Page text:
Amidst a shift in the narrative surrounding Tesla after a series of production issues and mounting losses, Mark B. Spiegel of Stanphyl Capital Partners makes the bear case for the electric car manufacturer and explains why increasing competition from a series of luxury carmakers, advances in battery technology and the increasing scepticism surrounding Elon Musk’s outlandish promises are combining to set the company up for an uncomfortable ride… in the wrong direction. Mark then bravely climbs aboard one of Musk’s Space X rockets to Mars and lets us know what he takes with him. And in Things I Got Wrong, Dr. Pippa Malmgren offers two valuable lessons she learned about having the courage of your convictions (and what to do when you are proven wrong) and how making certain compromises in a man’s world are perhaps not the right path for a young, ambitious woman to take.
The origins of bitcoin predate most people’s understanding and this week, with the aid of Trace Meyer, of The Bitcoin Knowledge Podcast, and Bruce Kleinman, author of The Bitcoin Tutorial, we trace the rise of bitcoin and the blockchain from their unceremonious unveiling to the world in a simple, pseudonymous 8-page White Paper in October 2008 to the recent hard and soft forks. We look at the architecture and the technology underpinning this revolutionary protocol, decode some of the more complex ideas and, amidst a tsunami of ICO offerings, try to assess the future for cryptocurrencies in general and bitcoin in particular.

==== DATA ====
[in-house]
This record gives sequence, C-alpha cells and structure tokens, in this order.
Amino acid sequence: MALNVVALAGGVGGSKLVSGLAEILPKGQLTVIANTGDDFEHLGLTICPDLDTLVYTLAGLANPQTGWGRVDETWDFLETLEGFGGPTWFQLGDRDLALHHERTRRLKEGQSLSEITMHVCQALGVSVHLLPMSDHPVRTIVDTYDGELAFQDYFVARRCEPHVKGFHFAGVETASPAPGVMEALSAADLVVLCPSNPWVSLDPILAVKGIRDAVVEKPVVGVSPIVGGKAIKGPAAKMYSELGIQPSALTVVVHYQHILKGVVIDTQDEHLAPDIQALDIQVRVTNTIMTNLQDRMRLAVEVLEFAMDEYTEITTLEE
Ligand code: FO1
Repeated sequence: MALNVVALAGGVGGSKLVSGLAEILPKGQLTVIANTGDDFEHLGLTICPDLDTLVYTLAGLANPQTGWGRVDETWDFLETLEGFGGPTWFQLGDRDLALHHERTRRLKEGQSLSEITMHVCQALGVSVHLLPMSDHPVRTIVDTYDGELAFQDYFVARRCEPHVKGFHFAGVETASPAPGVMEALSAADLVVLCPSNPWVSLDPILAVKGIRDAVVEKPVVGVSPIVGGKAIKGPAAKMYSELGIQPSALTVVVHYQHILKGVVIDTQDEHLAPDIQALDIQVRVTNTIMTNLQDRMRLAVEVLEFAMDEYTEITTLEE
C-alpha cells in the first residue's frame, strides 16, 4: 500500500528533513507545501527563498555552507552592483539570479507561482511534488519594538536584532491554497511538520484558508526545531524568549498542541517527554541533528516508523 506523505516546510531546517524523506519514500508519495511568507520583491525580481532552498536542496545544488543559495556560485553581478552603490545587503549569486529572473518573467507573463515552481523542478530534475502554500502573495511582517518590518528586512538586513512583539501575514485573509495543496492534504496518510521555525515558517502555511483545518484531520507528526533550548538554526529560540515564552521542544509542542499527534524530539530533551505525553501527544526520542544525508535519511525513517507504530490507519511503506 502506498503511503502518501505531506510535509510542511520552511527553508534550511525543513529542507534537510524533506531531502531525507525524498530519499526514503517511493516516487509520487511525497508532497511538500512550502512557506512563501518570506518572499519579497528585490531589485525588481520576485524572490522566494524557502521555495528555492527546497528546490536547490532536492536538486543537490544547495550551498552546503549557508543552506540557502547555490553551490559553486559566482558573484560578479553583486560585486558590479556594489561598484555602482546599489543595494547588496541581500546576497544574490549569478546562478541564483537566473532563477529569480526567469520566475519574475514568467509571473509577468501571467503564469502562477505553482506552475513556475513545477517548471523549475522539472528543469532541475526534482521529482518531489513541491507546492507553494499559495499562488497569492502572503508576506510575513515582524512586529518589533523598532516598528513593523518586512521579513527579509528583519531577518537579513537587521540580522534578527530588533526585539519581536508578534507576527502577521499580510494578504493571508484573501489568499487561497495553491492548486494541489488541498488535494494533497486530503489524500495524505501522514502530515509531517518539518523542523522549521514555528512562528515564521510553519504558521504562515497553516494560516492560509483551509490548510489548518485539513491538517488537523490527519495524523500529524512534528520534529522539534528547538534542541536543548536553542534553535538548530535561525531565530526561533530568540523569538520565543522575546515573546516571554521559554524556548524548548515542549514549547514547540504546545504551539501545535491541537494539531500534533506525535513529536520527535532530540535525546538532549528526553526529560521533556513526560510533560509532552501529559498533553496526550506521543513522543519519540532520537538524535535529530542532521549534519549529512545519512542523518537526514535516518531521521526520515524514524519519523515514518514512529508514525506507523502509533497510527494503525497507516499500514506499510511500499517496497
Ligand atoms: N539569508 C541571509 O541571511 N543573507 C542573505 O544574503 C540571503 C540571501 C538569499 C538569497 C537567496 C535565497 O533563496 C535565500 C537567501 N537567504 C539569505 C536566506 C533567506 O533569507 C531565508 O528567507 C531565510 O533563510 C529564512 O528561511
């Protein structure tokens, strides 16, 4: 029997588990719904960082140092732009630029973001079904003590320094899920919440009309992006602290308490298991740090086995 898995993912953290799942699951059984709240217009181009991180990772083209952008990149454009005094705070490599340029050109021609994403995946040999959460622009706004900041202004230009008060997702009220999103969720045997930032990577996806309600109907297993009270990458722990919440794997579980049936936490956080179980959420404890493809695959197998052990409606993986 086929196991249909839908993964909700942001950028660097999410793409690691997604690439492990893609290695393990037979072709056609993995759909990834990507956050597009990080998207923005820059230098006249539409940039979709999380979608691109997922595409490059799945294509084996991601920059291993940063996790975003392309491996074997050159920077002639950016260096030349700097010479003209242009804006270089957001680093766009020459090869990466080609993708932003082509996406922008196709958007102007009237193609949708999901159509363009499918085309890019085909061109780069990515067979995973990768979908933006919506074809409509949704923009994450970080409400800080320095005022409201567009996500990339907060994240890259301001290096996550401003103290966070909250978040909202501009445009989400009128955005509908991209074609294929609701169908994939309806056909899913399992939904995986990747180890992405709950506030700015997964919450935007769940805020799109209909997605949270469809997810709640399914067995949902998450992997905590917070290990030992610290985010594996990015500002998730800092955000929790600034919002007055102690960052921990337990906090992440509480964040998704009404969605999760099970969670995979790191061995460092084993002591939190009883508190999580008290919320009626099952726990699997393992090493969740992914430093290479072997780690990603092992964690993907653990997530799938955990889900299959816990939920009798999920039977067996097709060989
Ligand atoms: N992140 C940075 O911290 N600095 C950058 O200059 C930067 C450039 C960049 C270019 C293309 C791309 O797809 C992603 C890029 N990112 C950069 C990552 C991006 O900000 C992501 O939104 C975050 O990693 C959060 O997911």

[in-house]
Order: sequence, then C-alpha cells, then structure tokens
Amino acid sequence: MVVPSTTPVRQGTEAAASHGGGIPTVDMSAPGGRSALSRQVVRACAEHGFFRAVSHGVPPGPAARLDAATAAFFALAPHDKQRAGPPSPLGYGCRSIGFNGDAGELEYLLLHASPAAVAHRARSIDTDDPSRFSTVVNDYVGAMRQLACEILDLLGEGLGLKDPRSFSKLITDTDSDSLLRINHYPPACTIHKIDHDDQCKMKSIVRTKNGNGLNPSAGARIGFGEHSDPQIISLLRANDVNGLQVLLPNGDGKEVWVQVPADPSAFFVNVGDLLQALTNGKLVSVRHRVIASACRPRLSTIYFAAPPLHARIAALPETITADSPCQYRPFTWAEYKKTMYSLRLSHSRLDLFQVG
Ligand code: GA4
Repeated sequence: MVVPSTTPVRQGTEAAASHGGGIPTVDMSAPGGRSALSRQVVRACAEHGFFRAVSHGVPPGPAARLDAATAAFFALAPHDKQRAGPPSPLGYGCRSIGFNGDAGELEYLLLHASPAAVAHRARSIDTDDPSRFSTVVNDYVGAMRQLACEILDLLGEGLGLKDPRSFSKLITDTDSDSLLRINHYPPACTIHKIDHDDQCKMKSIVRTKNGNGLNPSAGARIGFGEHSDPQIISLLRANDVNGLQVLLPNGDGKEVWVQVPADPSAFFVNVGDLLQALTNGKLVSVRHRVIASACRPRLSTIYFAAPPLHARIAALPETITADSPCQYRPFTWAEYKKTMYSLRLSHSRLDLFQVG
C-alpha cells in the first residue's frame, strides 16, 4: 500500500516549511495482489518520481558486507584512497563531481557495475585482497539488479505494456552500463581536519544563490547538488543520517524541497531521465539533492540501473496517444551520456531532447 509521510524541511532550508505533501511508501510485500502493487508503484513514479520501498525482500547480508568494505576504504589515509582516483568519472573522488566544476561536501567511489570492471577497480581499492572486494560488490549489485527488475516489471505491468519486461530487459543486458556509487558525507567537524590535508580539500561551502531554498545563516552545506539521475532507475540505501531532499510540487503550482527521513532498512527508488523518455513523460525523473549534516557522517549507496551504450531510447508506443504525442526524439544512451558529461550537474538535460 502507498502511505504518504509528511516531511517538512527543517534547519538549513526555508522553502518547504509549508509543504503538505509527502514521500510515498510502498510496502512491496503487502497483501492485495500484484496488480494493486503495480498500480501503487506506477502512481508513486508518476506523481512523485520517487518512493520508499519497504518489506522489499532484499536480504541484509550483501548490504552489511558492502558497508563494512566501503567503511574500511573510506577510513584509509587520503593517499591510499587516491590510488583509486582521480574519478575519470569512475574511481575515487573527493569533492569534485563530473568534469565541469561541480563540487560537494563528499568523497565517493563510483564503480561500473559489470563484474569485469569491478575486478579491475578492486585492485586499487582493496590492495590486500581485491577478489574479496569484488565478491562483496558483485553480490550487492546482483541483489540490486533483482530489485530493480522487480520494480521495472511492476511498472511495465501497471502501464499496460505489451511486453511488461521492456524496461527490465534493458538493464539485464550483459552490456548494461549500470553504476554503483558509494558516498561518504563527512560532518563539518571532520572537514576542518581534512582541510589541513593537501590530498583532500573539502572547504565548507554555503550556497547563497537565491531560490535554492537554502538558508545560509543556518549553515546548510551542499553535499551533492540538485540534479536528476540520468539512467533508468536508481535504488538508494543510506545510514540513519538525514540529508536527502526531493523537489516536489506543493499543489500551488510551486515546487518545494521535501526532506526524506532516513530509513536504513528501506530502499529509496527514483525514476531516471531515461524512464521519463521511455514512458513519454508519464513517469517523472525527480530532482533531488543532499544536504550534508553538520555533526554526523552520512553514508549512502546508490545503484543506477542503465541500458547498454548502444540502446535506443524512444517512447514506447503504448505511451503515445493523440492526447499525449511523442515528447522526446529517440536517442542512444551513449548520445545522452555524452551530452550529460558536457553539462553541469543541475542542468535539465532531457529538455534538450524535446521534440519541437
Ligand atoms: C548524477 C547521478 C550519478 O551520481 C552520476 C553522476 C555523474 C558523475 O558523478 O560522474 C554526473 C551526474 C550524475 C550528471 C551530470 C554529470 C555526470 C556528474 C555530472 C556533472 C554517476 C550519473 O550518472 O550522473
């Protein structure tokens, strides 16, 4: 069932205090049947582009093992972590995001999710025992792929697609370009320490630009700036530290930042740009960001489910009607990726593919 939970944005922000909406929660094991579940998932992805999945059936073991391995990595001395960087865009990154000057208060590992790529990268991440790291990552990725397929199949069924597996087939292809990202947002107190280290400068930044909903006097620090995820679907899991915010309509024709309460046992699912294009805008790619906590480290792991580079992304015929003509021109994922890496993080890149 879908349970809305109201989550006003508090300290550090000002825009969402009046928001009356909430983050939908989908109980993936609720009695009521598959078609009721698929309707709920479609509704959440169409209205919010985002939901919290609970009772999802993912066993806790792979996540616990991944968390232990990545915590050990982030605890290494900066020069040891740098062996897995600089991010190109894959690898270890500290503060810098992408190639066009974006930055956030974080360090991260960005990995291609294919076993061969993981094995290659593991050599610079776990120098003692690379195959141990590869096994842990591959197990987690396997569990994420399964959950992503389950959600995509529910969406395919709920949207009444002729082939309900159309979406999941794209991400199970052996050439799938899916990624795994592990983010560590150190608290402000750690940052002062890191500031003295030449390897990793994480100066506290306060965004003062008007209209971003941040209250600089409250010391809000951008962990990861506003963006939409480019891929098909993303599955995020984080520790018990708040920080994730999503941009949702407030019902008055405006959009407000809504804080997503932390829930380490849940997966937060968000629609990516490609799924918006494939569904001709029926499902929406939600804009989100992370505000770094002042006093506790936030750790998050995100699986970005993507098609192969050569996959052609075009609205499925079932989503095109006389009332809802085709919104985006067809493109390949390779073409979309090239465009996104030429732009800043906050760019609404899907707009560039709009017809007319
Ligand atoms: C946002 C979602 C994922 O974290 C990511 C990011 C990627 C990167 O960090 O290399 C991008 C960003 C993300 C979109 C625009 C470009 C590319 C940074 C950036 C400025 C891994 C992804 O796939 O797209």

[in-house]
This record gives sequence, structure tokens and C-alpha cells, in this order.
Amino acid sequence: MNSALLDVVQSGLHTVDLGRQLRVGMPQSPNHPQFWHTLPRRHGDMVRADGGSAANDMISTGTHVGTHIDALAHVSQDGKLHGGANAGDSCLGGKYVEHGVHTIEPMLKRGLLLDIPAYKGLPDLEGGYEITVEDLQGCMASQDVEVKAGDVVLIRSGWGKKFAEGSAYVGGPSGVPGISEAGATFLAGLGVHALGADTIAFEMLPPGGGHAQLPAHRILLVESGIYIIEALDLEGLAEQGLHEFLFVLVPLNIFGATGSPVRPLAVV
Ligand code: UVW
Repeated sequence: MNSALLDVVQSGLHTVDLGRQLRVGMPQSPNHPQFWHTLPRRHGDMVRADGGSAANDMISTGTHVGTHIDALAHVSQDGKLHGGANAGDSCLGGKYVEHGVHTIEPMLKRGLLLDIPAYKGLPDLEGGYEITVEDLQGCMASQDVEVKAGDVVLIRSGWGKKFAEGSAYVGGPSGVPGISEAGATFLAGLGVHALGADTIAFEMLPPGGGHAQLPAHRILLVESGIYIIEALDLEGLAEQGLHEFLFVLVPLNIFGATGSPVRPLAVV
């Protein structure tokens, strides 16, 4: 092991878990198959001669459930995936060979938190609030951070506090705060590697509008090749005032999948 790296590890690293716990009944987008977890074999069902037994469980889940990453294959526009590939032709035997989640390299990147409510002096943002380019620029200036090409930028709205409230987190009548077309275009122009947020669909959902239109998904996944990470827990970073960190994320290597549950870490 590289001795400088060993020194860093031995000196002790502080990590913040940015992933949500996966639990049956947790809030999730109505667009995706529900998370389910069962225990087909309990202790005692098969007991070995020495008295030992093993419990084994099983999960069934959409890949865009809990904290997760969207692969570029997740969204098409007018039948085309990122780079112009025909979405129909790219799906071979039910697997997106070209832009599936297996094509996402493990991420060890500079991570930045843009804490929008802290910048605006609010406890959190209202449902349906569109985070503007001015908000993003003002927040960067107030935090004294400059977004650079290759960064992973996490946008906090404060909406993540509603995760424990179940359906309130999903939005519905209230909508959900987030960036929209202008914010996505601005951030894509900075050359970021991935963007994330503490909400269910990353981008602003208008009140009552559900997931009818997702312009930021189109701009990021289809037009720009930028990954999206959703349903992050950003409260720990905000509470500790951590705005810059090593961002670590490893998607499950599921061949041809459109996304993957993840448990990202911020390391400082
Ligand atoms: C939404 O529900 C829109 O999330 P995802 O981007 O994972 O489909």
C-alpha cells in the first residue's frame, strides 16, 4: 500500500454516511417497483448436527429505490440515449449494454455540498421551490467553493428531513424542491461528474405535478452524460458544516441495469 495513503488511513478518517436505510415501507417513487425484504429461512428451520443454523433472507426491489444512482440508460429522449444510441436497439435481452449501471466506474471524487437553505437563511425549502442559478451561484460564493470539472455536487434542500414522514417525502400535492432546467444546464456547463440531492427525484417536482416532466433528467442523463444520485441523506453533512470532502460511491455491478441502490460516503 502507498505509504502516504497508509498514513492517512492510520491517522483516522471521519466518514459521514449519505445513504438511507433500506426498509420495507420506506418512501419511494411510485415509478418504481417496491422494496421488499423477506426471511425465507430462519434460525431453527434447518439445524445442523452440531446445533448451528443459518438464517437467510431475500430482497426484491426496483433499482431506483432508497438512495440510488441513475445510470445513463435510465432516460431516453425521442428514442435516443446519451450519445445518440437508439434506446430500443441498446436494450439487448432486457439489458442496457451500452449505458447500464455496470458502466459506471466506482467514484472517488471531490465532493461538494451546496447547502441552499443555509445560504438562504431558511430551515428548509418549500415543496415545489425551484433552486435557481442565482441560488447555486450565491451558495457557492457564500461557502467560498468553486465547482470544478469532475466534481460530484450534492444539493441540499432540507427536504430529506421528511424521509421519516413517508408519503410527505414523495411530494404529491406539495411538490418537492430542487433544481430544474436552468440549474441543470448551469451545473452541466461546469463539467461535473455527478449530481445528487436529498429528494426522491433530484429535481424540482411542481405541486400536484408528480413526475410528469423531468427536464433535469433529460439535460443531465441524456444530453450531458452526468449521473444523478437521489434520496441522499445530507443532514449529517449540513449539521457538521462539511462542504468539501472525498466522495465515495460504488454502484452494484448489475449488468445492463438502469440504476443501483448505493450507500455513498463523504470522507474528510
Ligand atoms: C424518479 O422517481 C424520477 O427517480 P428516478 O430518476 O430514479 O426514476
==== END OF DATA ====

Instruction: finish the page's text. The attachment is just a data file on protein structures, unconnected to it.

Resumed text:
On the 30th anniversary of Black Monday, we recreate the events of that tumultuous time through the eyes of people who found themselves trying to navigate the biggest drop in Dow Jones history. The legendary Art Cashin takes us behind the scenes at the NYSE, while Bill Fleckenstein, David Hay, Michael Lewitt and Greg Weldon share their personal stories alongside Michael Oliver and Trader Vic – Victor Sperandeo who famously predicted the crash a few weeks before the event. Lastly, we hear the incredible story of hedge fund manager Richard Pomboy whose foresight saved his investors millions
Dr. Harald Malmgren, senior advisor to four US Presidents (Kennedy, Johnson, Nixon & Ford) joins Grant to recount his experiences in the White House and Pentagon during the thirteen days of the Cuban Missile Crisis in 1962 – a period where the world came within hours of a full-scale nuclear war. Harald explains how he and Defense Secretary Robert McNamara’s famous ‘Whizz Kids’ were tasked with not only helping find a solution to the biggest diplomatic crisis of the Cold War, but design a strategic plan for conflict should the unthinkable happen. From the confusion caused in Congress by the concept of Megadeaths to the people who stepped up behind the scenes, Harald takes us inside the Kennedy White House at its most fraught and shares how today’s tensions on the Korean Peninsula look to a man who has stood on the edge of oblivion. In our “Things I Got Wrong” segment, Forest For The Trees Founder and President, Luke Gromen, shares a pair of mistakes he made either side of the 2008 Credit Crisis and outlines how they changed the way he invests today.